Cash Was King—But Now It’s Going Away. What the Heck Happened?

More merchants are eliminating the option of allowing customers to pay with cash. Cashless commerce fans: what am I supposed to stuff my wallet with now?

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Cash Was King—But Now It’s Going Away. What the Heck Happened?

Many merchants are banning cash in favor of debit and credit card payments.

There are times in my life when I can relate to the extinction of dinosaurs, whether it’s trying to place my order using a McDonald’s kiosk or the shift to mobile tickets as the default for Ticketmaster, even after a massive outage crippled fans during a Red Sox-Yankees series and U.S. Open tennis matches.

The latest example of me thinking I was born 30 or so years too late came when I read about the increasing devaluation and elimination of cash for merchants across the U.S.

Suddenly, those Hollywood scenes where Andrew Jackson helps a movie star get the best table in a crowded restaurant are becoming history as businesses decide they don’t want your crinkled $20s.

“Cashless commerce is popping up around the country, particularly in restaurants catering to a younger crowd, which is likely to leave home without any greenbacks, or even a wallet, and instead choose to live life with a smartphone and a few credit or debit cards attached,” wrote Bob Sullivan in a recent blog post for Acorns Grow Incorporated.

“Cash sure seems to be on the ropes,” while cashless commerce is on the rise. Yeesh.

Cash Is Still King to Me

I was recently surprised when the train station where I park my car to head to Fenway Park got rid of parking attendants in favor of making people who park there pay on an app.

I’d just become used to handing the parking fee to a person, putting the ticket on my dashboard and going on my merry way. I don’t like the idea of having a string of $6 transactions on my debit or credit cards, but that seems to be the way of the future—or, I guess, the present.

A couple of months ago, my cousin offered to “Venmo [me]” the money for a Sox ticket and I must have had a look on my face like he was speaking a foreign language, because he quickly said he’d head to the ATM and grab me the cash for it instead.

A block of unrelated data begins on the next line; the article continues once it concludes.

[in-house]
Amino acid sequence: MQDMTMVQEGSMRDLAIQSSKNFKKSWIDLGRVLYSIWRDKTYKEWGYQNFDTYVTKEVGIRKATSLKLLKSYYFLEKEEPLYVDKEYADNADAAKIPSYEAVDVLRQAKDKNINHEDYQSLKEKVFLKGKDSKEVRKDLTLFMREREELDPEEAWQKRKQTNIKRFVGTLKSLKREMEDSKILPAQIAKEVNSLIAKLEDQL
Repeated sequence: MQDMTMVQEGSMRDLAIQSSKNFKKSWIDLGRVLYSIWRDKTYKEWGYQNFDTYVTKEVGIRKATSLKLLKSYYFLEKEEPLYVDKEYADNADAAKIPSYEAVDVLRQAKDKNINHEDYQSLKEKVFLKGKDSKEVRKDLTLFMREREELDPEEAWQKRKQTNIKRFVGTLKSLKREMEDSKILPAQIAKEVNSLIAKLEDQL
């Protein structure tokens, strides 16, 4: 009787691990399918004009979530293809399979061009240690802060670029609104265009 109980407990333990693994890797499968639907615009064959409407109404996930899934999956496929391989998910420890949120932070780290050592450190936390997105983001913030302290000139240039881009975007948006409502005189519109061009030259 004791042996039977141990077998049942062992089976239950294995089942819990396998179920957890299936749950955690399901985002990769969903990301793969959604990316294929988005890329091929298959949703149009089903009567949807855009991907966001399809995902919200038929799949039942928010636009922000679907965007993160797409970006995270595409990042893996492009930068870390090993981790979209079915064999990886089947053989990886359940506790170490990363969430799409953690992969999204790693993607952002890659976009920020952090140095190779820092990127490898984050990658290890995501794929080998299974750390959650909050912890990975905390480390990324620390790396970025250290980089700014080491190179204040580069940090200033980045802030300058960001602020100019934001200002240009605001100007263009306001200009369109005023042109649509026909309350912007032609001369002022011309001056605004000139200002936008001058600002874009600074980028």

It sounds like maybe he made out on that deal, since cash is going away, anyway.

OK, cashless commerce isn’t ALL bad, but…

To be fully transparent, I buy and sell things all the time using PayPal so I’m not afraid of all non-cash transactions.

I certainly make the most of online shopping, especially around the holidays, a big change from the days when I’d walk the mall trying to find the perfect gifts for everyone on my list. 

But…I still prefer to mail checks rather than pay bills online whenever that’s an option. I guess you can call me Tyrannosaurus Craig.

And, as much fun as it is to get a gift card, there’s still nothing that beats having someone hand you a crisp $50 or $100 that feels like it just came from the nearest Mint. Why am I the only one who likes this? Is something wrong with me?

I won’t even get in to the security concerns that come with relying on credit cards and online payments, but I can tell you I’ve had enough cards replaced because they were compromised to know it’s still an issue.

Now that I’m starting to come to grips—slowly—with the decline of cash, can someone please explain to me why I need to invest in bitcoin and what I can do with it?

It’s only a matter of time before my Red Sox follow the Los Angeles Dodgers’ lead and replace my beloved bobbleheads with an online version I can only pay for with cryptocurrency and never actually bobble.

About the Author

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Craig MacCormack is a veteran journalist with more than 20 years of experience covering local and national news and sports as well as architecture and engineering before moving into his current role. He joined Commercial Integrator in January 2011.

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Comments

  • Michael Wight says:

    Apparently these companies have not read what is printed on our paper money: “This note is legal tender for all debts public and private”. Refusing to receive cash as a means of payment can be considered a Federal offense. Then there is the folks who’s job has been replaced by the machines – what’s the overall impact on their lives and the economy. My son-in-law was working for a local truck stop and was confronted by a patron that was upset regarding the price of an item they wanted to purchase, stating that they could get it from a grocery store much cheaper. He responded noting that this was a convenience store not a grocery, and that he was in fact paying for the convenience of getting the items here instead having to drive somewhere else, not necessarily paying for the item itself. It seems that we continue to run down a path where we displace workers in lieu of making life easier, but in the long run, are we really?

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